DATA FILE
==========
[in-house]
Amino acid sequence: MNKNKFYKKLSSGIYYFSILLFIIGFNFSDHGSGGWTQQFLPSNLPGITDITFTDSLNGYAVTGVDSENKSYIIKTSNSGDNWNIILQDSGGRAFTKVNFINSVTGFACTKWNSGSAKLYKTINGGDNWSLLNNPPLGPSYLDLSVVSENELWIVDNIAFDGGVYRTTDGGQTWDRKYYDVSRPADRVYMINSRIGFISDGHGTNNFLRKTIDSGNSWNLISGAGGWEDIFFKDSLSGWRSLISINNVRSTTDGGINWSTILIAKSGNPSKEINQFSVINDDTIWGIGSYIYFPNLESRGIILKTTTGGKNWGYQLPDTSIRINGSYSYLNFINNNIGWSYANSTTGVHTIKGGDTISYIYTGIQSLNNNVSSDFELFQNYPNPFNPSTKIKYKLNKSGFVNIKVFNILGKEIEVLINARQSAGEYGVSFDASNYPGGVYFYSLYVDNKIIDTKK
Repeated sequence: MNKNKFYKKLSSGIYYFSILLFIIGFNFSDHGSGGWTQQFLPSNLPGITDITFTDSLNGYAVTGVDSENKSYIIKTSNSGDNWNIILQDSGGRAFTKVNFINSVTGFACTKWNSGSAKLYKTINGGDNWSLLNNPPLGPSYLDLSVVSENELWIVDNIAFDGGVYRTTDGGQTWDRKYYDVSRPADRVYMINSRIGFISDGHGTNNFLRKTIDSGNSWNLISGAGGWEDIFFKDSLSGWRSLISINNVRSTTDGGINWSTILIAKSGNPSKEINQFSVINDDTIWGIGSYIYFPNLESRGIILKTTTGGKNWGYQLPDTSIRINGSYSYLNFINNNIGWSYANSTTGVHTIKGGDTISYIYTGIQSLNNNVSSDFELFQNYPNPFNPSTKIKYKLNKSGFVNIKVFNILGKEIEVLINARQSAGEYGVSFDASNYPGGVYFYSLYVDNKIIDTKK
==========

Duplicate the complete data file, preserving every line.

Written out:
[in-house]
Amino acid sequence: MNKNKFYKKLSSGIYYFSILLFIIGFNFSDHGSGGWTQQFLPSNLPGITDITFTDSLNGYAVTGVDSENKSYIIKTSNSGDNWNIILQDSGGRAFTKVNFINSVTGFACTKWNSGSAKLYKTINGGDNWSLLNNPPLGPSYLDLSVVSENELWIVDNIAFDGGVYRTTDGGQTWDRKYYDVSRPADRVYMINSRIGFISDGHGTNNFLRKTIDSGNSWNLISGAGGWEDIFFKDSLSGWRSLISINNVRSTTDGGINWSTILIAKSGNPSKEINQFSVINDDTIWGIGSYIYFPNLESRGIILKTTTGGKNWGYQLPDTSIRINGSYSYLNFINNNIGWSYANSTTGVHTIKGGDTISYIYTGIQSLNNNVSSDFELFQNYPNPFNPSTKIKYKLNKSGFVNIKVFNILGKEIEVLINARQSAGEYGVSFDASNYPGGVYFYSLYVDNKIIDTKK
Repeated sequence: MNKNKFYKKLSSGIYYFSILLFIIGFNFSDHGSGGWTQQFLPSNLPGITDITFTDSLNGYAVTGVDSENKSYIIKTSNSGDNWNIILQDSGGRAFTKVNFINSVTGFACTKWNSGSAKLYKTINGGDNWSLLNNPPLGPSYLDLSVVSENELWIVDNIAFDGGVYRTTDGGQTWDRKYYDVSRPADRVYMINSRIGFISDGHGTNNFLRKTIDSGNSWNLISGAGGWEDIFFKDSLSGWRSLISINNVRSTTDGGINWSTILIAKSGNPSKEINQFSVINDDTIWGIGSYIYFPNLESRGIILKTTTGGKNWGYQLPDTSIRINGSYSYLNFINNNIGWSYANSTTGVHTIKGGDTISYIYTGIQSLNNNVSSDFELFQNYPNPFNPSTKIKYKLNKSGFVNIKVFNILGKEIEVLINARQSAGEYGVSFDASNYPGGVYFYSLYVDNKIIDTKK